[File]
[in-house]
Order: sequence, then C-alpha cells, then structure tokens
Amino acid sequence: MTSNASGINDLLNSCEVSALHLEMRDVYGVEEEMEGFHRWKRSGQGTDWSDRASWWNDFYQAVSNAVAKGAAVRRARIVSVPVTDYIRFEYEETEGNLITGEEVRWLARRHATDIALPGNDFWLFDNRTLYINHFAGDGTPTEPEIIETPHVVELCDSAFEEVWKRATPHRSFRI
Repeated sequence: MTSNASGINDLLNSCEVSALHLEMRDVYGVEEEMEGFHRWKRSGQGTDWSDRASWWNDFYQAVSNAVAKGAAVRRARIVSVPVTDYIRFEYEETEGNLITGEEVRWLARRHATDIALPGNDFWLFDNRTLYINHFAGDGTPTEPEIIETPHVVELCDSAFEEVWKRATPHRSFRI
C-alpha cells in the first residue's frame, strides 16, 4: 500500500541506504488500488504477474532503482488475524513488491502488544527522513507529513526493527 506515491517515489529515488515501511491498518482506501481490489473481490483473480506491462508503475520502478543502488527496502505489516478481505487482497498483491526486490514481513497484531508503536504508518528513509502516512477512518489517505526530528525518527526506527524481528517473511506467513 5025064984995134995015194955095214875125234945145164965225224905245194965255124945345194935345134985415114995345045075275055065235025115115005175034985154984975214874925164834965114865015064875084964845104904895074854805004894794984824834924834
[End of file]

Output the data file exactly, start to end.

[in-house]
Order: sequence, then C-alpha cells, then structure tokens
Amino acid sequence: MTSNASGINDLLNSCEVSALHLEMRDVYGVEEEMEGFHRWKRSGQGTDWSDRASWWNDFYQAVSNAVAKGAAVRRARIVSVPVTDYIRFEYEETEGNLITGEEVRWLARRHATDIALPGNDFWLFDNRTLYINHFAGDGTPTEPEIIETPHVVELCDSAFEEVWKRATPHRSFRI
Repeated sequence: MTSNASGINDLLNSCEVSALHLEMRDVYGVEEEMEGFHRWKRSGQGTDWSDRASWWNDFYQAVSNAVAKGAAVRRARIVSVPVTDYIRFEYEETEGNLITGEEVRWLARRHATDIALPGNDFWLFDNRTLYINHFAGDGTPTEPEIIETPHVVELCDSAFEEVWKRATPHRSFRI
C-alpha cells in the first residue's frame, strides 16, 4: 500500500541506504488500488504477474532503482488475524513488491502488544527522513507529513526493527 506515491517515489529515488515501511491498518482506501481490489473481490483473480506491462508503475520502478543502488527496502505489516478481505487482497498483491526486490514481513497484531508503536504508518528513509502516512477512518489517505526530528525518527526506527524481528517473511506467513 5025064984995134995015194955095214875125234945145164965225224905245194965255124945345194935345134985415114995345045075275055065235025115115005175034985154984975214874925164834965114865015064875084964845104904895074854805004894794984824834924834